Share This Article


FBI Counterespionage during World War II

By Raymond J. Batvinis. 312 pp. Kansas, 2014. $34.95.


The First Hero of World War II and How the FBI Outwitted and Destroyed a Nazi Spy Ring

By Peter Duffy. 338 pp. Scribner, 2014. $28.

Hoover’s Secret War Against Axis Spies is a monumental book, breaking new ground in the field of secret intelligence. In it, Raymond J. Batvinis, a 25-year FBI veteran with a PhD in American history, chronicles the Bureau’s struggle to become America’s leading intelligence service from Pearl Harbor to Hiroshima and beyond. Batvinis runs the J. Edgar Hoover Foundation, but is no cheerleader for the FBI. He is a sharp-eyed chronicler who doesn’t shy away from honestly depicting the organization he works to promote.

Hoover’s principal enemies in this period were ostensibly his allies. The British foreign intelligence service, MI6, dispatched William Stephenson to New York in 1940 with orders to draw America into the war in Europe. He was a boon companion to William Donovan, chief advocate for an American spy program. British intelligence entranced Donovan; the Americans had never run a foreign intelligence service worthy of the name, and needed guidance. Under British tutelage, Donovan founded the U.S. Office of Strategic Services.

When in July 1941 Donovan won FDR’s blessing to become national intelligence coordinator, Stephenson cabled MI6: “…how relieved I am…that our man is in a position of such importance.”

Hoover was furious: he wanted to run a worldwide intelligence service himself. Hoover distrusted Stephenson and despised Donovan, not without reason. MI6 officers in Washington occasionally behaved reprehensibly. One, seemingly only for mischief, sent word to the Abwehr, Hitler’s military intelligence service, that the House foreign affairs committee chairman had been recruited as a German agent of influence.

British intelligence officer Guy Liddell, later deputy director of MI5, created détente between Washington and London by instituting cooperation. Hoover sent a liaison officer to London and gained access to Ultra, the British program that decrypted German military communications. The British also schooled the FBI in their Double-Cross System, an exemplar of the use of double agents in strategic deception.

This education led to the FBI snookering the Germans through five Abwehr defectors, a sideshow unknown until Batvinis discovered it. In 1941, one of the Germans showed the FBI his instructions to obtain intelligence on the “shattering of atoms” and the military uses of uranium. Two others confirmed that the Germans were trying to build an atom bomb. This persuaded American scientists—and the President—to proceed with the Manhattan Project: a rare instance of intelligence rerouting history.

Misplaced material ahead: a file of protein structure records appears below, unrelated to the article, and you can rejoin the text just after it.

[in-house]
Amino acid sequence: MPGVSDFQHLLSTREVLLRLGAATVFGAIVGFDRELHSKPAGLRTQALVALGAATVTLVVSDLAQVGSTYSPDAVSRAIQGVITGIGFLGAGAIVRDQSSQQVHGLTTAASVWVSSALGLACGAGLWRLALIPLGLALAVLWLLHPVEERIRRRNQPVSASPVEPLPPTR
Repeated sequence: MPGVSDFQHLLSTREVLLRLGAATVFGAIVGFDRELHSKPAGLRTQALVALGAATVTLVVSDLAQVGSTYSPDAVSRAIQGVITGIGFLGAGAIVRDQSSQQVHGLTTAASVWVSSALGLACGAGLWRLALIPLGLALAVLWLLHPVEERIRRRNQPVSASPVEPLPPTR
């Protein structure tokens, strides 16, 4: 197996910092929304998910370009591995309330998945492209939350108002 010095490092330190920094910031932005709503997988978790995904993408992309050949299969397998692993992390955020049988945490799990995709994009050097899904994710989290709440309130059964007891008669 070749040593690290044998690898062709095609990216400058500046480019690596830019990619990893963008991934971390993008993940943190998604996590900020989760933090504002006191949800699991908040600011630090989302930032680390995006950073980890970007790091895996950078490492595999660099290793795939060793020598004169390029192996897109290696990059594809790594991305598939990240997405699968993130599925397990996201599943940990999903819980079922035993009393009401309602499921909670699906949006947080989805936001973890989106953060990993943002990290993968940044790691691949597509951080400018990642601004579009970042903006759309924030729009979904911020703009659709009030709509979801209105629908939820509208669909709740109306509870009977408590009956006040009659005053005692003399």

The FBI used a classic double-cross to determine what the German high command was thinking. When the Abwehr sent urgent requests for intelligence on American aircraft production, deliveries of warplanes to Britain, chemical-warfare manuals, and vessels’ movements—information which would have gone to agents working undercover at American factories and aboard ship—the queries instead went directly to the FBI, where agents replying in Morse code mimicked their German cohort’s individually distinct keying techniques.

The key to that operation was William Sebold, who defected from the Abwehr to the FBI in New York in 1940. Sebold is the hero of Double Agent, by the talented Peter Duffy. Though Sebold’s story is in part a twice-told tale, Double Agent is excellent entertainment.

Sebold convinced the FBI of his bona fides when he took off his wristwatch, opened the back, and withdrew five tiny images, including one demanding information about the Norden bombsight, then one of the war’s most closely guarded secrets. At the time microphotography was unknown in the United States. Aided immeasurably by the Abwehr’s lack of skill, the FBI used Sebold and the short wave communiqués to roll up a ring of 33 German spies. The Bureau was able to dupe the Abwehr until D-Day, a triumph of deception, and testimony to Abwehr incompetence. Successes in counterintelligence were rarely so smashing in 20th-century espionage.

Counterintelligence opened Hoover’s eyes to a new world. Thanks to Ray Batvinis, we now know what Hoover saw. I strongly suspect Batvinis will write a third book, covering the early years of the Cold War. When complete, that body of work should stand alongside Rick Atkinson’s Liberation trilogy as an essential source for anyone interested in America’s soldiers and spies.

—Tim Weiner, a National Book Award and Pulitzer Prize recipient, has written exten sively about American intelligence. He is the author of Enemies: A History of the FBI.


Originally published in the December 2014 issue of World War II. To subscribe, click here.